When I moved to Colorado, I thought I was prepared for the weather, the lifestyle and the seasons. But I had no idea what I was getting into. I learned how to carry at least two extra layers with me at all times due to the fluctuating temperatures; I figured out (eventually) what I should and should not take backpacking. But it wasn’t until I experienced my first autumn that I realized the depths of my ignorance.
Fall in Colorado is a blink-and-you-miss-it season that lasts two weeks, if you’re lucky. The changing of the aspen leaves from green to gold is one of the most beautiful transitions in nature; it’s also one of the most difficult to plan for. While September is prime leaf-peeping season, you can’t predict when the leaves will change — but you can choose your travel dates and simply follow the foliage.
Locals and visitors alike make the pilgrimage, crowding some of the most popular spots like Trail Ridge Road in Rocky Mountain National Park, and the Peak-to-Peak Highway from Black Hawk to Estes Park. For a more peaceful experience, here are some of my favorite foliage-viewing places located away from the fray.
I started my Colorado life in Breckenridge, and the town will always have a special place in my heart — especially during the fall. Breckenridge boasts plenty of trails leading into the heart of the color, but the winner is Boreas Pass. You can drive along the road, but I recommend parking at the trailhead and walking. The aspens form a tunnel of gold, making you feel as though you’re strolling through a fairy tale.
Know what else is gold? Bourbon. While in Breckenridge, be sure to stop by the Breckenridge Distillery for a tour, a sample of its award-winning spirits or dinner at its new restaurant.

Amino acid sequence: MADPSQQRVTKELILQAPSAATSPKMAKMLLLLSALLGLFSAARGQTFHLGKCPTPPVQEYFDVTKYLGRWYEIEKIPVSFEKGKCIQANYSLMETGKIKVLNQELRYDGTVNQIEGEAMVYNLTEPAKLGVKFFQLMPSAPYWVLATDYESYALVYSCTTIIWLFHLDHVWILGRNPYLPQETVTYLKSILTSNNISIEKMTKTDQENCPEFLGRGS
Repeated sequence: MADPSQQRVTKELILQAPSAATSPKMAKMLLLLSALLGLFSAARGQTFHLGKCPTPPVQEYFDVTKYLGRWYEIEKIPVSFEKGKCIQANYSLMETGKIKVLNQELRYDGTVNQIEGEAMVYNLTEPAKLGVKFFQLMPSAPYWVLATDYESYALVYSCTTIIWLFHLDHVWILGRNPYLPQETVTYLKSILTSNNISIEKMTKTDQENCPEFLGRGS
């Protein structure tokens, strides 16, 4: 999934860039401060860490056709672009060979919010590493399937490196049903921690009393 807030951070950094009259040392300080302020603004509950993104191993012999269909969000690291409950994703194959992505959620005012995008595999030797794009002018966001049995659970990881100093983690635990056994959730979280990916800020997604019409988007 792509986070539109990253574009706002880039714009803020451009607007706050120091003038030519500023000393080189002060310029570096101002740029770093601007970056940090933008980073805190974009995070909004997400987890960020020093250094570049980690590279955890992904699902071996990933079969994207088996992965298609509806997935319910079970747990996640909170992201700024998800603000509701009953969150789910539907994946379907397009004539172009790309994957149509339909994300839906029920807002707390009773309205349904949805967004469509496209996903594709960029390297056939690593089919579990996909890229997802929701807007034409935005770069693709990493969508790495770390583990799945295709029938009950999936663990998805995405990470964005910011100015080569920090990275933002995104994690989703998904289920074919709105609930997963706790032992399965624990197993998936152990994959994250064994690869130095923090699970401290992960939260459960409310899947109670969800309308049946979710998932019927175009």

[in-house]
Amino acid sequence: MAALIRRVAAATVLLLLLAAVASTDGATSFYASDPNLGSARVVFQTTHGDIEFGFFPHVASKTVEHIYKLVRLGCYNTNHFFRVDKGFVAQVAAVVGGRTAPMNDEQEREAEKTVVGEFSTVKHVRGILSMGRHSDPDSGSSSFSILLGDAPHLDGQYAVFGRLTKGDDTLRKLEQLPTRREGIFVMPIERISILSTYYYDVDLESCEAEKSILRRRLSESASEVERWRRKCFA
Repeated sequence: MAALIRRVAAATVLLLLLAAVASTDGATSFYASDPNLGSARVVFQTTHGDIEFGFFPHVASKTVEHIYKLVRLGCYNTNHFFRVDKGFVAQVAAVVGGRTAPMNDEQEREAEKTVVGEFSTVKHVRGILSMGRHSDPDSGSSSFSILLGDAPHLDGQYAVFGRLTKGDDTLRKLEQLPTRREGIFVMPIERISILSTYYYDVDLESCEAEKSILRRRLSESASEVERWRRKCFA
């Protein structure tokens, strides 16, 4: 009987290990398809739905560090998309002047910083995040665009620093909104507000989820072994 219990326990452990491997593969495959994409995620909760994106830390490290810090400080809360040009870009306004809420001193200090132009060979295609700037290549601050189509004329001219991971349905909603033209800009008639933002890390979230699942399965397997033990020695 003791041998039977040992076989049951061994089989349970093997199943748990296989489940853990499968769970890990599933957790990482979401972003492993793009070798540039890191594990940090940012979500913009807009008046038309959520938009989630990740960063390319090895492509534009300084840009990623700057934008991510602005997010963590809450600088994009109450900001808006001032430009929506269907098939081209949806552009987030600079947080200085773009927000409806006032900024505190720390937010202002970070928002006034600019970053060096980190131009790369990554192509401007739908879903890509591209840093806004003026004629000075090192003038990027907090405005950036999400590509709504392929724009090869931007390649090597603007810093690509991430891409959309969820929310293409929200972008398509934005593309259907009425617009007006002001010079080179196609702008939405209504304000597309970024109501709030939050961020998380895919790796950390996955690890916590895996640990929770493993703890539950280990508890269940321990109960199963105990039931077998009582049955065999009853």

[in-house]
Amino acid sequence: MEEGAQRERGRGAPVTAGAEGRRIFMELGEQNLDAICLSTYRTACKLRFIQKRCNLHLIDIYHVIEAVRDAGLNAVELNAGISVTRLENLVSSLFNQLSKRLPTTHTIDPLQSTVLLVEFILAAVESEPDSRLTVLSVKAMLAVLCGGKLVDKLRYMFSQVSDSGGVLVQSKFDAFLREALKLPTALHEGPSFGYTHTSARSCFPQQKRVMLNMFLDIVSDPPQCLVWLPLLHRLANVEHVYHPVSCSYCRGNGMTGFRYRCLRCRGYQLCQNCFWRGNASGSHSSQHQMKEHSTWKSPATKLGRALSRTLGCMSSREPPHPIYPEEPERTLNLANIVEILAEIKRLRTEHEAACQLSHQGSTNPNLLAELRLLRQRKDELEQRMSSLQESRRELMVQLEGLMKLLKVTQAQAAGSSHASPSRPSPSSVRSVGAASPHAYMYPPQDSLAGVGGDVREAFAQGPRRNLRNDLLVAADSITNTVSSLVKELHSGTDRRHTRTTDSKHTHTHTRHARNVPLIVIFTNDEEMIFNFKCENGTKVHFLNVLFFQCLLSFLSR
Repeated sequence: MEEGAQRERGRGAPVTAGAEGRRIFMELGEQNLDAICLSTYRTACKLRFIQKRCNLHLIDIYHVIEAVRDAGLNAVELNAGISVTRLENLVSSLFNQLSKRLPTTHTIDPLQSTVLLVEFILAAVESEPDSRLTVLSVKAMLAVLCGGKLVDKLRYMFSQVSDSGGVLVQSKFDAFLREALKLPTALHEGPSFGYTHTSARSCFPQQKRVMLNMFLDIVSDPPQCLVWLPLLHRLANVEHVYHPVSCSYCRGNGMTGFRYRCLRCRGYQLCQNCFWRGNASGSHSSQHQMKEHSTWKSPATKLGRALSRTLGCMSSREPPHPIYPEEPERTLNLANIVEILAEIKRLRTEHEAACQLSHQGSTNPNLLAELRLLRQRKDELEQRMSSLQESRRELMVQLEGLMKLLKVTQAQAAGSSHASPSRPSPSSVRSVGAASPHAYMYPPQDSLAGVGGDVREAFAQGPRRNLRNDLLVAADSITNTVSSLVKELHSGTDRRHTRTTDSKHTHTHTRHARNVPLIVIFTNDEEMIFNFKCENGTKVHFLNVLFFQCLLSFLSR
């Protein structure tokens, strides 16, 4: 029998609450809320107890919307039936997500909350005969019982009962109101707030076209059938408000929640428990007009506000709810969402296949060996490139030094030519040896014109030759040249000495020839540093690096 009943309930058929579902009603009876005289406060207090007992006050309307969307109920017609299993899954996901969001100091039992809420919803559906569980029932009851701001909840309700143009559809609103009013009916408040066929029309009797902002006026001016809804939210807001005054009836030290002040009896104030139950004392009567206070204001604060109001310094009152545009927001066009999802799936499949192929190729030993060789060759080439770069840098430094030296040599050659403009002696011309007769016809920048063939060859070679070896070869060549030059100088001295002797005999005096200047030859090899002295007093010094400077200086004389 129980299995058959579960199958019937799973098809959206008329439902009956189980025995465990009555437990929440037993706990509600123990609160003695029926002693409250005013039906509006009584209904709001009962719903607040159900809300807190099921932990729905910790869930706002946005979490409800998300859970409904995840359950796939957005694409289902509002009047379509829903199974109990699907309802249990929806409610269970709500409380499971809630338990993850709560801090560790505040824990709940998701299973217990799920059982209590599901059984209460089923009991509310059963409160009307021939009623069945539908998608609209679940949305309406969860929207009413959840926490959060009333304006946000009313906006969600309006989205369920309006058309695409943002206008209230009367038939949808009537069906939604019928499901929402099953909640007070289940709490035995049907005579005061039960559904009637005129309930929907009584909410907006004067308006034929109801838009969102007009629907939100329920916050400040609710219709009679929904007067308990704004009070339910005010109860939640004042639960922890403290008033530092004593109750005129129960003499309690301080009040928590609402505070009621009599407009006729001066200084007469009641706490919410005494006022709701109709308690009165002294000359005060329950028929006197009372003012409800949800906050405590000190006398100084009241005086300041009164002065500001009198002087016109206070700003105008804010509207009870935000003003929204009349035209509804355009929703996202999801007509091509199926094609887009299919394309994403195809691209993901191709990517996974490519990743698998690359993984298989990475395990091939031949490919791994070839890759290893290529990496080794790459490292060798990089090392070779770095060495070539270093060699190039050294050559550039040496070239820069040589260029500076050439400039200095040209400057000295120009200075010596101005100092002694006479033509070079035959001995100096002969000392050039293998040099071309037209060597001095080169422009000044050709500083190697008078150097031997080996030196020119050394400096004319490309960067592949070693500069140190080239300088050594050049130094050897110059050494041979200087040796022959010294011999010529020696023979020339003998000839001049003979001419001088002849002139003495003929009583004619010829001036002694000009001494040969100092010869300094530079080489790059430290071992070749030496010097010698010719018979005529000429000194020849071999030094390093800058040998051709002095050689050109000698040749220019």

You can’t talk about fall colors in Colorado without mentioning Aspen. When the town’s namesake trees take on their golden hue, head to one of two iconic locations. Take a bus up to Maroon Bells, where you’ll be able to see the glorious colors of the peaks and the leaves reflected in the lake. Or, if you prefer a scenic drive, opt to explore Independence Pass. It’s one of the most stunning routes in the state during the summer, but it’s even more special in the fall.
Colorado’s largest aspen grove is located on Kebler Pass, near Crested Butte. The area turns into a magnificent sea of gold in the fall. And you’ll discover many ways to appreciate the landscape, from world-class mountain biking to excellent hiking trails. If you insist on remaining in your car, the West Elk Loop provides an entire day of scenic drives.
There is no shortage of spectacular views in the Valley. I love catching the fall color in Vail — whether I ride the gondola up to the top of the mountain and hike down, trek through the trees to Booth Creek Falls or participate in the annual 5K and 10K race in September. Or you can create your own trail run through the aspens and enjoy breathtaking experience running at more than 8,000 feet above sea level.
Where to Stay:
Marriott’s Mountain Valley Lodge